■ Increasing M&A: Mergers and acquisitions activity in A&D has increased over the past few years and is expected to increase further. Successfully integrating IT can be the key to unlocking the value that is expected from the transaction.

These trends put A&D companies in the position of trying to enable the business with new capabilities, while at the same time taking steps to reduce the cost of IT systems required to support and sustain the business. This dual-mission will require new thinking and new models for successfully managing IT.Ryan Brukardt, Partner in McKinsey Aerospace & Defence practice

Improving Business Performance through IT

Most A&D companies have pulled basic process improvement levers to strengthen business performance, and for these companies the next improvement horizon hinges upon IT-enabled capabilities such as ERP systems, product lifecycle management (PLM) systems, business intelligence platforms, etc. Many A&D companies should pursue the following initiatives to improve the ability of IT to consistently deliver high value capabilities to the business:

■ Improving business and IT alignment by embedding IT staff into the business that can speak the language of the business and partner effectively to identify and craft solutions to address the most pressing business needs.

■ Leveraging new application and infrastructure delivery models (e.g., cloud, mobility, IaaS) can rapidly deliver new and scalable capabilities. In many situations these delivery models can also offer sustainable “run” cost reductions when compared to traditional delivery models.

■ Layered vs. ‘one size fits all’ cyber security through a more integrated and business-back approach, given that cyber-security touches every piece of the business (e.g. technology, risk, legal, marketing, operations). Rapid evolution and escalation of threat environment creates a need for a step-change in cyber resiliency that engages IT and business stakeholders.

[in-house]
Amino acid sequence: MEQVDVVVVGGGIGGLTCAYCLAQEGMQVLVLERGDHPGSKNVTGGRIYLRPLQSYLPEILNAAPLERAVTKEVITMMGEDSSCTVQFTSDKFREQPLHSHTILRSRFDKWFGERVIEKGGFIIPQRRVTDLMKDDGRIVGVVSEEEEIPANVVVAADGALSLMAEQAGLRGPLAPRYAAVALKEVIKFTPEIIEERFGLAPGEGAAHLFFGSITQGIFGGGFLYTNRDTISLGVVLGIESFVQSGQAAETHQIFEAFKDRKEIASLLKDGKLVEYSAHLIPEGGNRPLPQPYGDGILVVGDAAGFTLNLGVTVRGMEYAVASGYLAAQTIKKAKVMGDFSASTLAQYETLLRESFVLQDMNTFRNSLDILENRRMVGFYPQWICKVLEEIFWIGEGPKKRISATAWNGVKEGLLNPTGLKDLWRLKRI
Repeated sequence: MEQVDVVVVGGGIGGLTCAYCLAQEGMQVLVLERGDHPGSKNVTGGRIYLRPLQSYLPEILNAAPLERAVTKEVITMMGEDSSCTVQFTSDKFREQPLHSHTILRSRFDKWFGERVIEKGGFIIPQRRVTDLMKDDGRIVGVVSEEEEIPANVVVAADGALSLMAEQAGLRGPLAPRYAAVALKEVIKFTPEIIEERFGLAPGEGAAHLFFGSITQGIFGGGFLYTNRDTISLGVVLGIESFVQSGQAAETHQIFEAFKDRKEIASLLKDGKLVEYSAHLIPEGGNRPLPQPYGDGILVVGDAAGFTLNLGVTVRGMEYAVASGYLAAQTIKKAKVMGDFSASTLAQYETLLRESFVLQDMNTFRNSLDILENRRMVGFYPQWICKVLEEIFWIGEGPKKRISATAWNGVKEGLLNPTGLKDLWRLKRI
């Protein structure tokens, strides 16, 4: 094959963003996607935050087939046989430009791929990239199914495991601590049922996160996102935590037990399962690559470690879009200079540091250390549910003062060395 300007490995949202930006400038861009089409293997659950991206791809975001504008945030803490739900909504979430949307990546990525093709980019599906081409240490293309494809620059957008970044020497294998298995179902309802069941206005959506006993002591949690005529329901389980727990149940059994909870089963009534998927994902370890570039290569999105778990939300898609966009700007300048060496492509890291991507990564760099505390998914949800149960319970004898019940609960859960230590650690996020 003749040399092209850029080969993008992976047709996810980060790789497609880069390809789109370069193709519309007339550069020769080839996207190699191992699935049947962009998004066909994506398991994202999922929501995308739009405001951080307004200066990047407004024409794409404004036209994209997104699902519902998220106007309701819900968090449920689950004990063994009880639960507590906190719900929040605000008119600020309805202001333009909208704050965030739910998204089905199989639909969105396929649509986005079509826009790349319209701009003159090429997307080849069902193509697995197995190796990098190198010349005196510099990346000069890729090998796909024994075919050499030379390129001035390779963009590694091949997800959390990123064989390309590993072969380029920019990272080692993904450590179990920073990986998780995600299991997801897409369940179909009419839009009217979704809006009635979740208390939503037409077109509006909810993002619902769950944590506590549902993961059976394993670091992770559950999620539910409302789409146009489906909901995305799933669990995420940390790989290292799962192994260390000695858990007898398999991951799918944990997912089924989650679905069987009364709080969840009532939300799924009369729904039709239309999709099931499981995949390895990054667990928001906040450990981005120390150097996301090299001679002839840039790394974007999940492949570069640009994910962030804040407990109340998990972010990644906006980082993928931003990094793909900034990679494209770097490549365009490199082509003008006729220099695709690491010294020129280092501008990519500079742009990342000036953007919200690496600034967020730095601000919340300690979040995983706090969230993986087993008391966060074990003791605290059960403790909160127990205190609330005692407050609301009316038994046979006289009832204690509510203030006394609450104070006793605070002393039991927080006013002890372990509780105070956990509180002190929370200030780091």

■ Fortifying talent and capabilities is key to fill skill gaps in areas that are important to sustain the long term health and effectiveness of the IT organization (e.g., IT architecture, vendor management, portfolio management). A&D companies are often too reliant on vendors to perform this work, and should address the gaps through targeted capability building and aggressive talent acquisition. 

■ Delivering large, complex IT programs. Our research on more than 3,000 IT projects shows that they often are based on poor business cases, take longer than expected to implement, cost more and deliver less value. Business and IT leaders can dramatically improve the success of these programs by managing the program as a business transformation, focusing the implementation plan on value delivery, and overinvesting in user readiness and change management.

Pursuing these initiatives can help A&D companies catalyze business performance through delivery of IT capabilities.

Implications for A&D CIOs and Business Leaders

We believe there are three major implications for A&D CIOs and business leaders:

■ There is a need to elevate the role of IT to be closer to the business and customer, given the potential of IT to be a competitive weapon. While many IT initiatives are self-funding, a full transformation may shift fundamental cost structures to more IT at the expense of traditional cost elements; the end state is not yet clear and managing stakeholders through this shift will be critical.

■ Embracing new technologies and delivery models such as cloud, SaaS, data analytics, and others will be increasingly essential to enabling step changes in business enablement and IT support cost reductions.

■ The war for IT talent is on, and it’s here to stay across a wide range of skill sets (e.g., developers, IT security, IT infrastructure operations, vendor management, etc...) and the winners will enjoy a material advantage over competitors.